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Dodge Ram Wagon 1500 Problems

RepairPal has identified the most common problems with the Dodge Ram Wagon 1500 based on complaints from actual vehicle owners. We'll tell you what the problem is and what it'll take to fix it.

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36
Known Problems

Leak detection pump failure can be caused by the internal diaphragm switch sticking, or in some cases, contamination from debris or carbon particles from vapor canister. If black carbon particles are present in the LDP, replace vapor canister in addition to LDP. The purge solenoid should also be checked for debris or carbon contamination and replaced as necessary. All evap system hoses are subject to cracking and splitting causing leaks, Inspect hoses carefully. In cases of contamination from carbon particles or debris, all hoses and tubes must be blown out with compressed air to remove contaminates.

The engine may exhibit excessively high oil pressure at cold start up. This may lead to distortion of the oil filter case. Inspect the oil filter case for any signs of distortion. If the case is distorted,  Connect an oil pressure gauge to the engine and start the engine while observing the readings. If the pressure reads above 80 psi, replace the oil pump.

A surging or bucking during acceleration can be caused if the distributor is moved or mis-indexed. This is a result of the cam and crank position sensors being out of synchronization. Wear of the oil pump drive gear can cause similar symptoms because it allows excessive free play in the distributor drive. The distributor drive gear and bushing should be replaced if the rotor tip moves back-and-forth more than 3/16th of an inch when checking drive gear free play.

On the 3.9L V6, 5.2L V8 and 5.9L V8 the Oil leaks commonly from the valve cover gaskets, intake manifold gaskets (front and rear), timing cover gaskets, distributor O-ring, and the rear main seal area. Using fluorescent engine oil dye can be helpful in determining the source(s) of the oil leak.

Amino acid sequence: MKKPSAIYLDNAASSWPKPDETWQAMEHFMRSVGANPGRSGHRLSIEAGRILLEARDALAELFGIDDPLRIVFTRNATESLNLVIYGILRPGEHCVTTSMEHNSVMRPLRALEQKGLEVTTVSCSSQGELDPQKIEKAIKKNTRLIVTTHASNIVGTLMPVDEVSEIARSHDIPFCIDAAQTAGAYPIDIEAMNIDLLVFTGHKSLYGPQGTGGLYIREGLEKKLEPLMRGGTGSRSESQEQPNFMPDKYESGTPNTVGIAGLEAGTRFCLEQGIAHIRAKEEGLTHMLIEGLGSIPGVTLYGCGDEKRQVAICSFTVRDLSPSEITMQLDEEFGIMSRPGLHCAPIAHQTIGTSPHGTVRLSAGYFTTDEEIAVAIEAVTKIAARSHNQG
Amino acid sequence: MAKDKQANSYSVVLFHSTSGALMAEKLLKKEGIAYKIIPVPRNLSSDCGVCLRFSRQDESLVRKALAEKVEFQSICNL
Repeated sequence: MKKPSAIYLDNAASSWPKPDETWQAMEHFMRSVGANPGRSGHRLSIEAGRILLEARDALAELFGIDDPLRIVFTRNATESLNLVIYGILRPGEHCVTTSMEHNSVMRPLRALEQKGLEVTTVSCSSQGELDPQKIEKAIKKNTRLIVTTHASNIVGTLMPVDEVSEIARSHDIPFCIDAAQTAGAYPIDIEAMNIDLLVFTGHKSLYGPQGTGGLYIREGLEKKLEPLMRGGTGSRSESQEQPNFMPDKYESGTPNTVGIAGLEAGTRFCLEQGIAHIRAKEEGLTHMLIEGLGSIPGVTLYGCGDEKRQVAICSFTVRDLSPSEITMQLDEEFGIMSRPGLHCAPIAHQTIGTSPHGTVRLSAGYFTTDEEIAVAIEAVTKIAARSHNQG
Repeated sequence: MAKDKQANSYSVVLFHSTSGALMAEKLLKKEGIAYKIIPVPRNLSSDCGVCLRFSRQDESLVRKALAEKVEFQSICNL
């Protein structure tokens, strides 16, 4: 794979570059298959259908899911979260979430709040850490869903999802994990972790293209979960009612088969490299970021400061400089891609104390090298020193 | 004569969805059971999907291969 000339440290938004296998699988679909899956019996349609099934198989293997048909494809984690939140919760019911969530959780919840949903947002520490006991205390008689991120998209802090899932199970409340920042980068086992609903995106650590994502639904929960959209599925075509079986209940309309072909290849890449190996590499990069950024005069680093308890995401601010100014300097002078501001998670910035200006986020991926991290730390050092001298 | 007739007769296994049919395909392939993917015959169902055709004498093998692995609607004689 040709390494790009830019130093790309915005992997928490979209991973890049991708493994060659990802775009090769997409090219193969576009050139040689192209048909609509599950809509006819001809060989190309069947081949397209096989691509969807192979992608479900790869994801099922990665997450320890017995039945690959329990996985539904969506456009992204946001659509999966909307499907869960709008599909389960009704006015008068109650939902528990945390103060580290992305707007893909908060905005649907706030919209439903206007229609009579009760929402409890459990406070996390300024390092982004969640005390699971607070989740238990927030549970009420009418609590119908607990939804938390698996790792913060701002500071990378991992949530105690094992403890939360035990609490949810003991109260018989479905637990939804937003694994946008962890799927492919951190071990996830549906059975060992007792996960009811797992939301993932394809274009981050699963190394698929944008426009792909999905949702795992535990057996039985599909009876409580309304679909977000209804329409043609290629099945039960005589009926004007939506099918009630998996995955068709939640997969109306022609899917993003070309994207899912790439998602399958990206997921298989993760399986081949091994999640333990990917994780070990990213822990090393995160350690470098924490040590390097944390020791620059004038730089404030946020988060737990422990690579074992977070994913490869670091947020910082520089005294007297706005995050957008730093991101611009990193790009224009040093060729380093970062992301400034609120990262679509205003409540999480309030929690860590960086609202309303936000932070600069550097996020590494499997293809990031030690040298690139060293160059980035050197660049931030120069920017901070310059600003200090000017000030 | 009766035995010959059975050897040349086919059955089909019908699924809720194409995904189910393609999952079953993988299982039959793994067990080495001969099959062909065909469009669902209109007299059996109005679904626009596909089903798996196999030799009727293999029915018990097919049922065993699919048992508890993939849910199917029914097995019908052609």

The blower motor may operate erratically and the blower switch operation has a sticky or mushy feeling, the detents almost non existent. Our technicians tell us that the blower switch should be removed and inspected for overheating. This is common if the blower motor is frequently operated on high speed as the current flow through the switch tends to melt internal the components. Also carefully inspect all of the switch connector terminals for discoloration due to overheating and replace as required. A poor electrical contact at the connector will also cause the switch to overheat.

On the 3.9L V6 and 5.2L V8 it is often misdiagnosed as a leaking oil filter gasket, the oil filter adapter can seep from between the adapter and engine block.

On 3.9L V6 and 5.9L V8 engines, the intake manifold gasket may leak and cause increased oil consumption and a spark knock during acceleration; the gasket should be replaced.

On the 3.9L V6 and 5.9L V8 the engine oil leaks at the distributor can be misdiagnosed as leaks from the intake manifold seal, oil pan gasket, or rear crankshaft (rear main) seal. A revised distributor is available if oil is found inside the distributor.

The AC/heater (HVAC) system may unexpectedly switch to the defrost mode when accelerating. This system is operated by engine vacuum and should be inspected for any vacuum leaks if this problem develops.  There is also a revised vacuum check valve available to address this concern.

An intermittent connection in the crank position sensor wire connector can cause poor engine performance or the engine may crank but not start.

Intermittent erratic oil pressure readings may be caused by a PCM software issue. There is revised software available to correct this condition.

Our technicians tell us that there is a software upgrade for the ABS module to correct inaccurate speedometer readings.
A knocking noise front the front suspension may be caused by interference between the idler arm and the stabilizer bar. Our technicians tell us that if this is the case a revised stabilizer bar is available.
Our technicians tell us that some transmissions may exhibit harsh shift conditions or a false PCM codes P1763 and may benefit from a PCM software upgrade.
A no crank condition may be cause by a blown starter relay fuse. If the fuse is blown and the relay circuit is not shorted to ground, our technicians tell us there is a relay and harness assembly to be installed along with a new fuse.